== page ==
Fathers, sons make Stations of the Cross come alive

St. Joseph students portray the same roles as their dads in the Passion during Holy Week re-enactments

By Bill Brewer

The living Stations of the Cross and Passion, which are held in several Diocese of Knoxville parishes during Holy Week, had an especially familial flavor this year.

As Jorge Quiroz portrayed Jesus and Enrique Fraire played a Roman soldier during the Living Stations and Passion on Good Friday at Holy Ghost Church, Mr. Quiroz’s son, Jose, was portraying Jesus during a similar service at St. Joseph School on Holy Thursday, and Mr. Fraire’s son, Bryan, played a Roman soldier in the school’s service.

The parallel pathos left an indelible impression on the four who re-enacted the Passion.

Mr. Quiroz, who has been taking part in the Holy Ghost service for about four years, said he and his son shared a joy in portraying Jesus and in bringing His story to life.

“You feel like you are Jesus. It’s just something you feel. It is somber, but you are moved to do it, and you are inspired,” Mr. Quiroz said.

Mr. Quiroz has noticed a change in his son since the Living Stations and Passion were held at St. Joseph.

“He was so happy. He didn’t know what to expect, but it has changed his life a little bit. He wants to be better with his brothers,” said the father. “It was moving for Jose. He understands more about Jesus’ life now. He was a little frightened at first, but he would like to do it again.”

Father Michael Hendershott leads the living Stations of the Cross on Good Friday at Holy Ghost Church.

Jose Quiroz wasn’t the only one in the family who was pleased with the performance.

“My wife was real happy and excited,” Mr. Quiroz said, describing how his wife reacted to her husband and son playing identical roles in the Living Stations of the Cross. “My two children were excited, too, but one of my kids, who is 3, was frightened when he saw Jesus being tortured.”

Mr. and Mrs. Quiroz’s two older sons, Jose, 10, and Pedro, 7, attend St. Joseph.

And as for Mr. Quiroz, he also would like to give a repeat performance in 2018.

“We can do it again next year. I would like to do it again. I feel like what we were doing was very real. You can see what Jesus’ life was like,” he said.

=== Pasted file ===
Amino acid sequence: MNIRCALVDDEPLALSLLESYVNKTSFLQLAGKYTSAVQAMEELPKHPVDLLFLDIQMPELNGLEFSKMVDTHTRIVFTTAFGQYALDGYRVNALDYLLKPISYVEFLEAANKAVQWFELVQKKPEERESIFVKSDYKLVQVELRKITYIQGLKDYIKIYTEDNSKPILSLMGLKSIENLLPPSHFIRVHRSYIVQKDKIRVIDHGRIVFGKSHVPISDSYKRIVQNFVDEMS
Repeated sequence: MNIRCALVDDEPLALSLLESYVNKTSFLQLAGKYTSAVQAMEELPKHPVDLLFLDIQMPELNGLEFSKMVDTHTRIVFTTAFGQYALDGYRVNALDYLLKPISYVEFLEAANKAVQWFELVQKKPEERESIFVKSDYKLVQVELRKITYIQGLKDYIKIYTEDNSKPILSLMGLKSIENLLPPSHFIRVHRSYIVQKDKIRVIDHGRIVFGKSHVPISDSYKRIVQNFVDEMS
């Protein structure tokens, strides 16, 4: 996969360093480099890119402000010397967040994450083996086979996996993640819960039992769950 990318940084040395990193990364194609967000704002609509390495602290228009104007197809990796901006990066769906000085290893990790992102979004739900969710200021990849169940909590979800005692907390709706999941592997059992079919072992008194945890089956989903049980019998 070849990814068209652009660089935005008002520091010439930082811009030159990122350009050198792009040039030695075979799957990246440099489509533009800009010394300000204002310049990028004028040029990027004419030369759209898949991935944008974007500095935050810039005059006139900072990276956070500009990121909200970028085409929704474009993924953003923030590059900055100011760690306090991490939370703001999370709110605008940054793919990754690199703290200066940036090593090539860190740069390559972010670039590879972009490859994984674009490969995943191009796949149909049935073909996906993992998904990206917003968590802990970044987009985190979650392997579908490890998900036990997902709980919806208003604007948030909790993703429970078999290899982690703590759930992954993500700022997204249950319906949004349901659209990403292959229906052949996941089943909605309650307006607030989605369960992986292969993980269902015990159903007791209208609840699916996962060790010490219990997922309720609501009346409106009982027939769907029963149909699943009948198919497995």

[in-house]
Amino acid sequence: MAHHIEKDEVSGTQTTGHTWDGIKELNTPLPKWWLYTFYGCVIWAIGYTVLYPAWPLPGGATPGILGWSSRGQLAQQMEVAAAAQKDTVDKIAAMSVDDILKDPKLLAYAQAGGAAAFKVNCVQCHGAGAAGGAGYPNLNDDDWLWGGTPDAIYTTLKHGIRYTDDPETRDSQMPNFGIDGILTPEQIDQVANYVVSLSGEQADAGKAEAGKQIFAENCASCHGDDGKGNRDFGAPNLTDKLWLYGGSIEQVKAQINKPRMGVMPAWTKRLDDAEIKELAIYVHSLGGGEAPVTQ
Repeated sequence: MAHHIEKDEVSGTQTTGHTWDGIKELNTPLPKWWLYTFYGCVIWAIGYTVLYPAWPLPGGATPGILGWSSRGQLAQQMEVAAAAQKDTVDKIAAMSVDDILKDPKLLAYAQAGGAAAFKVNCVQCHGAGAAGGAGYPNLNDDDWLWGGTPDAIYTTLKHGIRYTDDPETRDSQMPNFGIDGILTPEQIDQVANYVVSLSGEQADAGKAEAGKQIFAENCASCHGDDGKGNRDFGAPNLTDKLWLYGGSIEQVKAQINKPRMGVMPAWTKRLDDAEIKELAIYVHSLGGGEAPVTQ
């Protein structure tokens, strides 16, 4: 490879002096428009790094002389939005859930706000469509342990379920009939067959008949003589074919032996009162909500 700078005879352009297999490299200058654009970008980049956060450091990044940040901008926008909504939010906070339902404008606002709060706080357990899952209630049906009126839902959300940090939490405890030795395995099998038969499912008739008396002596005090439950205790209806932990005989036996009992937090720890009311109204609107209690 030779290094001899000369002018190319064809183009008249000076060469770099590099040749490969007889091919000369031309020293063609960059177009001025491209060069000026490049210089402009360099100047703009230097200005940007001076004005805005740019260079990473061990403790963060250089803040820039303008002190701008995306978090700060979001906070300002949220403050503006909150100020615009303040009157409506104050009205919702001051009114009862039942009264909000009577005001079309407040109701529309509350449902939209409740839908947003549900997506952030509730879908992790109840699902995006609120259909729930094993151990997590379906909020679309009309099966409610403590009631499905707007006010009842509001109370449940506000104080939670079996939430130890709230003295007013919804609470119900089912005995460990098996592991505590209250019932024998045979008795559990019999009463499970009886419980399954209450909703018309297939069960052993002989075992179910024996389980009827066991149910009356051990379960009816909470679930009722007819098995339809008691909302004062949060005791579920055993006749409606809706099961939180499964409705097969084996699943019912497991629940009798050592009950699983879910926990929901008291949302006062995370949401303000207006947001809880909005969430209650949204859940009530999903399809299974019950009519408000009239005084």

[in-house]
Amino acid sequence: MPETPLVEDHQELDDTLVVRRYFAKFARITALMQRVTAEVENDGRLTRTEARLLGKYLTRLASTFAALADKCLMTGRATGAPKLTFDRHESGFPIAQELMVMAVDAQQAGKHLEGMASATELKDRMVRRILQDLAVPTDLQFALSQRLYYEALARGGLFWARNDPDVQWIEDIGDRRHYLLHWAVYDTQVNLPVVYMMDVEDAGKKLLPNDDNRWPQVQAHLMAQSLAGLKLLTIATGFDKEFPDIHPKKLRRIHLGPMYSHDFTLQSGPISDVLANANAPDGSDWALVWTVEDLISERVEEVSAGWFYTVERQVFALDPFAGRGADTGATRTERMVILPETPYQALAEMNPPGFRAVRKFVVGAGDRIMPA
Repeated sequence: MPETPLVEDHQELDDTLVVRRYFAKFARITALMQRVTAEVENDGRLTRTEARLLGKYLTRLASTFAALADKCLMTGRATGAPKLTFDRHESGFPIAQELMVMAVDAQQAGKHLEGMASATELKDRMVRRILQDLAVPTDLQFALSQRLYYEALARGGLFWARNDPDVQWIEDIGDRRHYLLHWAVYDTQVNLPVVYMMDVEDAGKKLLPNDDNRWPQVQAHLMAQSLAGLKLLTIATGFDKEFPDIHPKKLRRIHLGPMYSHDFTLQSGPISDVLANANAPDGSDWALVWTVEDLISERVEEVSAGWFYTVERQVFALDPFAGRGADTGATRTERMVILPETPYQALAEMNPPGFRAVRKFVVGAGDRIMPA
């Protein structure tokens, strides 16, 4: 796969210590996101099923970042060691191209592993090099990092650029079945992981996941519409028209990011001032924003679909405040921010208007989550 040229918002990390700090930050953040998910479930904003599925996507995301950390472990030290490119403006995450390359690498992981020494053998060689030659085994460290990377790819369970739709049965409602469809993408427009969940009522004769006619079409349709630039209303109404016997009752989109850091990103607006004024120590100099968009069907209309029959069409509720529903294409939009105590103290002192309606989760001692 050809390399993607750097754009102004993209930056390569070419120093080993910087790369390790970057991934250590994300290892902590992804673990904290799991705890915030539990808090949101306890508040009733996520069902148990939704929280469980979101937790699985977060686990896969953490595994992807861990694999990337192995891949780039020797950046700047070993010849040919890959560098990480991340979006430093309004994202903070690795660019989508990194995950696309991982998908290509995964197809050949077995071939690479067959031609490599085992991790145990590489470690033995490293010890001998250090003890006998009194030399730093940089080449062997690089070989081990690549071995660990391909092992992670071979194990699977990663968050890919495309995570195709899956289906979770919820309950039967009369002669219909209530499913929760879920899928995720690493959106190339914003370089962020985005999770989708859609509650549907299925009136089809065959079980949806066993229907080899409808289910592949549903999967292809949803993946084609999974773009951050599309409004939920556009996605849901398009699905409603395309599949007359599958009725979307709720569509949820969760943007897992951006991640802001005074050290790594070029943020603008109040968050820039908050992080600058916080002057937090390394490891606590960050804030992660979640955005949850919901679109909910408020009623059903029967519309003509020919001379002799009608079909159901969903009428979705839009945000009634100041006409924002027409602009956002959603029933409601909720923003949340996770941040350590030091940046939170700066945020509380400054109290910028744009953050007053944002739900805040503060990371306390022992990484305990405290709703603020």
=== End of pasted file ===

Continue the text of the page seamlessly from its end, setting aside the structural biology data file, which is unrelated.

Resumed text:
As a Roman guard in the Holy Ghost Living Stations and Passion, Mr. Fraire was caught off guard by his son’s portrayal of the same character in the St. Joseph Living Stations and Passion.

“I was asked to take part, but I wasn’t planning on it. They needed my help,” Mr. Fraire said. “It surprised me that Bryan did the same thing.”

“My wife wanted Bryan to do it. He at first said no, but he changed his mind. It was good for him to do it.”

Mr. Fraire is volunteering to give a repeat performance next year if he is needed. And if he does, it would be his fourth year to participate. He also would like Bryan to give a repeat performance.

Andy Zengel, principal of St. Joseph School, is heartened to see students take part in such an important story about Jesus.

“At St. Joseph School, it is vital for our younger students to see the older ones taking their faith seriously. It certainly brings the Stations to a whole new level of prayer for our little ones. Earlier in Lent, our eighth-graders took on that leadership role with an outdoor Living Stations of the Cross,” Mr. Zengel said.

He noted how important it is for adults like Mr. Quiroz and Mr. Fraire to live their faith.

“Numerous studies have shown that the more faithful adults a child has in their life, the more likely they are to live a sacramental life in the Church when they grow up. Pope Paul VI wrote in Evangelii Nuntiandi, ‘modern man listens more willingly to witnesses than to teachers, and if he does listen to teachers, it is because they are witnesses.’ I am so glad that the students in our Catholic schools in the Diocese of Knoxville have such witnesses,” he said.

Participants and observers take part in the Passion at Holy Ghost Church on Good Friday.

Mr. Zengel applauded all participants in the Living Stations and Passion for their efforts.

“The boys and all their classmates did a wonderful job. In fact, their teacher, Mrs. Mollie Krueger, was absent from school that day since her daughter had recently been in the hospital. I believe the students wanted to give their best, not only to our Lord, but for their teacher — a ‘win one for the Gipper’ mentality,”

Mr. Zengel said. “Bryan, who played the soldier, said, ‘I felt fine about it, but I forgot just one thing — I was supposed to grab Jesus’ arm when they were going to crucify him.’ Jose said, ‘I felt good because I was doing something for Jesus.’”

The “blessed coincidence” was not lost on Mr. Zengel or Deacon Scott Maentz of Holy Ghost Parish, who photographed the Good Friday service.

“Bryan related that he volunteered to portray the soldier. Jose was chosen by Mrs. Krueger because ‘she knew I would be serious.’ I was standing backstage with our fourth-graders during their Living Stations. Jose and Bryan walked past me 14 times,” Mr. Zengel said.

“I attended the Living Stations at Holy Ghost on Good Friday with my family and was happy to see many of our St. Joseph School families involved. It wasn’t until I was reviewing photos of our fourth-graders for our school newsletter that I made the connection. When I asked Deacon Scott Maentz to share his photos from Good Friday, I think he saw the divine intervention right away. He wrote, ‘what a blessed coincidence!’”

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